Intravitreal bevacizumab (IVB) injection in ROP has shown promises in this regard and less myopia was resulted; alongside better anatomic and functional results, especially in patients with more posterior disease and zone I disease. In an unpublished review of current literature by our center which is going to be published soon, there is a mixed published result in regard of anti-VEGF effect, ranged from the same refractive outcomes as laser therapy to a less myopia degree. Mean refractive error was myopic in some 40%, 90% and 50% of studies with IVB monotherapy laser photocoagulation monotherapy, and IVB+ laser combination therapy, respectively. But current literature is suffering from lack of large and well matched cases as well as not harmonized inclusion criteria. In term of biometry assessment this shortage is more prominent. Few small studies have reported few biometry indices after IVB injections.3,8–16 Some authors have proposed that anti-VEGF agents minimally disrupt anterior segment development, so less myopia is expected.3 In one of our studies, we have evaluated pre- and post-treatment refractive error and biometric indices in ROP patients treated with either laser or IVB injection monotherapy. Study has found that eyes growth in general and crystalline lens in particular is less affected by IVB treatment, in contrast to laser treatment. This supports previous proposals that anterior segment arrest which was first described for laser therapy in ROP, occurs minimally after IVB injections, if any.16 Effect of anti-VEGF on ocular growth has not been fully understood.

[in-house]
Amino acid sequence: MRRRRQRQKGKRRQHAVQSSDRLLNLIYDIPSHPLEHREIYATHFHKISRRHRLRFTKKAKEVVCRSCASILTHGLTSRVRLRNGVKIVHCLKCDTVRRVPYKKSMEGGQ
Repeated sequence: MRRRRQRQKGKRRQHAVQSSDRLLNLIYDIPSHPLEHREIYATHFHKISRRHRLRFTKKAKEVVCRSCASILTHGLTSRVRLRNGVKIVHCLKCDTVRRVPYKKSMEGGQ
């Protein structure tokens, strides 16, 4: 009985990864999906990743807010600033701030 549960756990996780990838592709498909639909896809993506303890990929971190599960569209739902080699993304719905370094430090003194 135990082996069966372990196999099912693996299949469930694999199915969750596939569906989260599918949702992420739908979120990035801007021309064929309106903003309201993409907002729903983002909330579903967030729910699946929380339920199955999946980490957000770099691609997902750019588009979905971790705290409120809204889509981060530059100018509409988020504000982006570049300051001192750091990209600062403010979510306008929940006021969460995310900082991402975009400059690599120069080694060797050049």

To fully evaluate the effect of anti-VEGF treatment in eye’s growth and emmetropization process, larger well designed and randomized studies with a harmonized allocation of patients for each treatment (IVB or laser treatment) are warranted. It should be also highlighted that pre- and post treatment design to measure refractive and biometric indices is necessitated to isolate the effect of treatment from severity of disease. This may help to solve longstanding discussion; if the disease severity or the treatment itself, will lead to high myopia associated with ROP.3



Conflicts of interest

The authors declare there is no conflict of interests.




  1. O'Connor AR, Wilson CM, Fielder AR. Ophthalmological problems associated with preterm birth. Eye (Lond). 2007;21(10):1254–1260.
  2. Hsieh CJ, Liu JW, Huang JS, et al. Refractive outcome of premature infants with or without retinopathy of prematurity at 2 years of age: A prospective controlled cohort study. Kaohsiung J Med Sci. 2012;28(4):204–211.
  3. Geloneck MM, Chuang AZ, Clark WL, et al. Refractive Outcomes Following Bevacizumab Monotherapy Compared With Conventional Laser Treatment: A Randomized Clinical Trial. JAMA Ophthalmol. 2014;132(11):1327–1333.